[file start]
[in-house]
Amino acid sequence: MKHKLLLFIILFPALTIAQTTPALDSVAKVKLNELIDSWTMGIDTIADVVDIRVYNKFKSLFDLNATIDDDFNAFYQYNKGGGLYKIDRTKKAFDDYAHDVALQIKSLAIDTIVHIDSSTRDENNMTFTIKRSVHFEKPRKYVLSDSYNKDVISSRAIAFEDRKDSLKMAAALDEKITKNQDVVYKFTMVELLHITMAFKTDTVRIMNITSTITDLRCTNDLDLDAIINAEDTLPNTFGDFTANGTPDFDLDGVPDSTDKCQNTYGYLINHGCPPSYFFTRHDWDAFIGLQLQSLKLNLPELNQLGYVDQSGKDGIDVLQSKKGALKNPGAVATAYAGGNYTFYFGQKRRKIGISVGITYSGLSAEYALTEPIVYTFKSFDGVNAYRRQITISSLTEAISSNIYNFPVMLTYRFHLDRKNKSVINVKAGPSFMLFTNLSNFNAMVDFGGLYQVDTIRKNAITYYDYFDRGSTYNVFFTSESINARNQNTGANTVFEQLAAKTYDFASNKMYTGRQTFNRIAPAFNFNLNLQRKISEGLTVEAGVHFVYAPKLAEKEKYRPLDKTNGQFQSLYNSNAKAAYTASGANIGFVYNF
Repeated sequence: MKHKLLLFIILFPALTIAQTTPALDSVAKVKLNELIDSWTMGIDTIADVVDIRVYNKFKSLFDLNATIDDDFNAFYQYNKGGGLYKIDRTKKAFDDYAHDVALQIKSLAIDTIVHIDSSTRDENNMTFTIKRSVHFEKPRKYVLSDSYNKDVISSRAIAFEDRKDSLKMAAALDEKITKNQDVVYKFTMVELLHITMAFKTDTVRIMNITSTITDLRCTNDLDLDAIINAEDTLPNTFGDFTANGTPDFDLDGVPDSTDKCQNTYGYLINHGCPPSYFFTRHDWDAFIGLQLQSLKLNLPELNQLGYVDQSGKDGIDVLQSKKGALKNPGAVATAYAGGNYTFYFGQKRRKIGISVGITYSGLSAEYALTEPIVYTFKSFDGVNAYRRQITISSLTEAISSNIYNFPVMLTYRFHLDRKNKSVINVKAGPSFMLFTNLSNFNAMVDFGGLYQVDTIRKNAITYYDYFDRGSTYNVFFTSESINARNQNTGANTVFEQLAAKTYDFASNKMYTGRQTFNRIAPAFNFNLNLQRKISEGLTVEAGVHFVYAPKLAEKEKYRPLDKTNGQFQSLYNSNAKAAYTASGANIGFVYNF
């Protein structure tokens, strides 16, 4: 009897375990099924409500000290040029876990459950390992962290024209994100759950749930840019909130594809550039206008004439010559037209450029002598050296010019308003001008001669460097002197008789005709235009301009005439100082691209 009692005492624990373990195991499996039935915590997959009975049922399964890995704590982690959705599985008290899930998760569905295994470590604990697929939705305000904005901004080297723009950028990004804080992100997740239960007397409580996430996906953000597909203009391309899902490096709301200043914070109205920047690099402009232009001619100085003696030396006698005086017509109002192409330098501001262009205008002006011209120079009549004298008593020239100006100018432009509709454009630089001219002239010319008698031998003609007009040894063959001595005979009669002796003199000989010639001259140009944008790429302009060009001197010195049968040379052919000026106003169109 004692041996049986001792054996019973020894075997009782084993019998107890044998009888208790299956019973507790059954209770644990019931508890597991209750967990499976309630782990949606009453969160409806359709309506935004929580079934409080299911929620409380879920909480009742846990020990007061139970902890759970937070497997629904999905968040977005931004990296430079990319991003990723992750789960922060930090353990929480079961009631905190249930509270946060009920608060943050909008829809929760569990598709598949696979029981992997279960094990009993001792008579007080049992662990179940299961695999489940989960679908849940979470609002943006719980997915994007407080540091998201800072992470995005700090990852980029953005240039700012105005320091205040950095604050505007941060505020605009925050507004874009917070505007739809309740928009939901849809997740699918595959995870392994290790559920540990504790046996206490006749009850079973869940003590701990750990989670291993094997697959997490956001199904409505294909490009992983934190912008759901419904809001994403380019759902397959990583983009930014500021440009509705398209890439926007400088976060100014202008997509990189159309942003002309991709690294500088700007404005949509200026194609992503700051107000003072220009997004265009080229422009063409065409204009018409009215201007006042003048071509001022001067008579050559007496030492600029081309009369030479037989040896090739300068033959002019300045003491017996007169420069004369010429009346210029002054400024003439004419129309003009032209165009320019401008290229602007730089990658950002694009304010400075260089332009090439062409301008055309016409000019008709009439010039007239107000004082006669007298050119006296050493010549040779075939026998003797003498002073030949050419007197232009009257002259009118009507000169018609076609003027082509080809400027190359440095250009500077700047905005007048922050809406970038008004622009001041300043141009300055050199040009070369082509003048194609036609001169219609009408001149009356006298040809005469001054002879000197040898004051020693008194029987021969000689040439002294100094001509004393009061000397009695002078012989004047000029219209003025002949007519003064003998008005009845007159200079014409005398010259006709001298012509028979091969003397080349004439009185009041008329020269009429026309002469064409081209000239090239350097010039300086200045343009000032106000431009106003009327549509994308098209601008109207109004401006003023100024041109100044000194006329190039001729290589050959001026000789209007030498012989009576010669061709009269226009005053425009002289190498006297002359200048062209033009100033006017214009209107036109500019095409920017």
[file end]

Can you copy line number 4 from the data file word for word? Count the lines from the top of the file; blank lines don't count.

């Protein structure tokens, strides 16, 4: 009897375990099924409500000290040029876990459950390992962290024209994100759950749930840019909130594809550039206008004439010559037209450029002598050296010019308003001008001669460097002197008789005709235009301009005439100082691209 009692005492624990373990195991499996039935915590997959009975049922399964890995704590982690959705599985008290899930998760569905295994470590604990697929939705305000904005901004080297723009950028990004804080992100997740239960007397409580996430996906953000597909203009391309899902490096709301200043914070109205920047690099402009232009001619100085003696030396006698005086017509109002192409330098501001262009205008002006011209120079009549004298008593020239100006100018432009509709454009630089001219002239010319008698031998003609007009040894063959001595005979009669002796003199000989010639001259140009944008790429302009060009001197010195049968040379052919000026106003169109 004692041996049986001792054996019973020894075997009782084993019998107890044998009888208790299956019973507790059954209770644990019931508890597991209750967990499976309630782990949606009453969160409806359709309506935004929580079934409080299911929620409380879920909480009742846990020990007061139970902890759970937070497997629904999905968040977005931004990296430079990319991003990723992750789960922060930090353990929480079961009631905190249930509270946060009920608060943050909008829809929760569990598709598949696979029981992997279960094990009993001792008579007080049992662990179940299961695999489940989960679908849940979470609002943006719980997915994007407080540091998201800072992470995005700090990852980029953005240039700012105005320091205040950095604050505007941060505020605009925050507004874009917070505007739809309740928009939901849809997740699918595959995870392994290790559920540990504790046996206490006749009850079973869940003590701990750990989670291993094997697959997490956001199904409505294909490009992983934190912008759901419904809001994403380019759902397959990583983009930014500021440009509705398209890439926007400088976060100014202008997509990189159309942003002309991709690294500088700007404005949509200026194609992503700051107000003072220009997004265009080229422009063409065409204009018409009215201007006042003048071509001022001067008579050559007496030492600029081309009369030479037989040896090739300068033959002019300045003491017996007169420069004369010429009346210029002054400024003439004419129309003009032209165009320019401008290229602007730089990658950002694009304010400075260089332009090439062409301008055309016409000019008709009439010039007239107000004082006669007298050119006296050493010549040779075939026998003797003498002073030949050419007197232009009257002259009118009507000169018609076609003027082509080809400027190359440095250009500077700047905005007048922050809406970038008004622009001041300043141009300055050199040009070369082509003048194609036609001169219609009408001149009356006298040809005469001054002879000197040898004051020693008194029987021969000689040439002294100094001509004393009061000397009695002078012989004047000029219209003025002949007519003064003998008005009845007159200079014409005398010259006709001298012509028979091969003397080349004439009185009041008329020269009429026309002469064409081209000239090239350097010039300086200045343009000032106000431009106003009327549509994308098209601008109207109004401006003023100024041109100044000194006329190039001729290589050959001026000789209007030498012989009576010669061709009269226009005053425009002289190498006297002359200048062209033009100033006017214009209107036109500019095409920017």